These days, you can’t just have one diagnostic tool in your toolbox. When scan tools really came on the scene in the mid-1990s after the introduction of OBD-II, you were well equipped if you had one. Now you’ve got to have several.

“You can’t get away with just one tool anymore if you’re serious about diagnostics,” says Dubois, who was a technician for 10 years. “Aftermarket tools all have a certain weakness in their coverage, so you need other tools to complement the coverage.”

Adds Ross-Tech’s Ruhf: “The technician can’t just use a generic OBD-II scan tool to repair a car today. He has to have a factory-level tool that allows access to all of the electronic modules. As an example, Volkswagen released the new Passat with an electronic parking brake which requires a factory-level scan tool to open the caliper so the brake pads can be changed. A generic OBD-II scan tool can’t do that job.”

But just because you’ve got to have all of these diagnostic tools doesn’t mean you should be overly reliant on them to the point that you no longer rely on common sense or years of experience too.

“Tools don’t replace logic and sense of identifying problems,” says Bruce A. Ruhf. “The tool just gives the technician more information so he’s able to make an informed decision about the possible cause of the problem being addressed. A skilled technician knows where to look and what to look at. The wisdom and knowledge gained over the years can’t be replaced by electronic technology and information systems.”

“Common sense and experience are invaluable in this trade. Sometimes these two attributes save the day,” adds Mills of SPX, although he continues for some complex diagnostic routines, technicians must rely more on their tools.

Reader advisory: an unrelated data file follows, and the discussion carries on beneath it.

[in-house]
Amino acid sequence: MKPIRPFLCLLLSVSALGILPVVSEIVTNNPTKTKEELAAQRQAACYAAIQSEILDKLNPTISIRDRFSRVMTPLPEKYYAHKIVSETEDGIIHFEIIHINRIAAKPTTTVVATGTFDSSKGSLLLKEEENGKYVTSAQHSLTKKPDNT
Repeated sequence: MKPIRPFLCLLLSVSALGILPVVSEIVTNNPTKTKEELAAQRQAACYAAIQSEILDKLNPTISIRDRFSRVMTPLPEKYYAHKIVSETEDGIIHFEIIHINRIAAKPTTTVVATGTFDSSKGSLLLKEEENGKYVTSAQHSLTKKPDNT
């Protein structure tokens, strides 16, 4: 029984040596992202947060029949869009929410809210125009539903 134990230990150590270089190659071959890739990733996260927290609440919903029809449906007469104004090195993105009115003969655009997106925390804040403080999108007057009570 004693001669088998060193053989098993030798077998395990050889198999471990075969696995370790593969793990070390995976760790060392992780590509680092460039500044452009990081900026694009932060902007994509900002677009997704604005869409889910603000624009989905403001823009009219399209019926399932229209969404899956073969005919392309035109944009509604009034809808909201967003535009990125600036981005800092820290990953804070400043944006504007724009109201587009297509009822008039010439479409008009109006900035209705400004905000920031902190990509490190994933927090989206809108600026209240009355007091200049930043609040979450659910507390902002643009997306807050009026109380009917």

There’s a paradox happening. The advances in OBD-II and diagnostic tools and software are making motorists’ lives easier and technicians’ work more challenging at the same time.

“I believe the vehicle manufacturers are adding more computers and electronics because we as consumers are demanding these items,” says Ruhf. “The technician has no choice but to learn these systems because the driving population in North America wants the features and benefits the computer systems offer.”

“Modern electronic vehicle systems are designed to make diagnostics simpler and more precise. Training, information and tools are three keys for technicians to be efficient,” says Mills of SPX Service Solutions.

This all means you’ve got to be taking training courses to go along with the up-to-date hardware you need.

“Technicians are able to keep up with the technology as long as the OEMs release the information and the technicians attend training classes on a regular basis,” says Ruhf. “The changes in automotive technology require technicians to constantly upgrade their knowledge, and this is best done through structured training.”

Patrick Dubois says it’s important that shop owners view diagnostics training for technicians as business investment, not an expense. “Those owners who’ve figured this out — and I see more and more, thankfully — are growing their businesses profitably… They invest in the proper capital equipment; have higher door rates; better employee retention and higher quality clientele. The benefits far outweigh the cost.”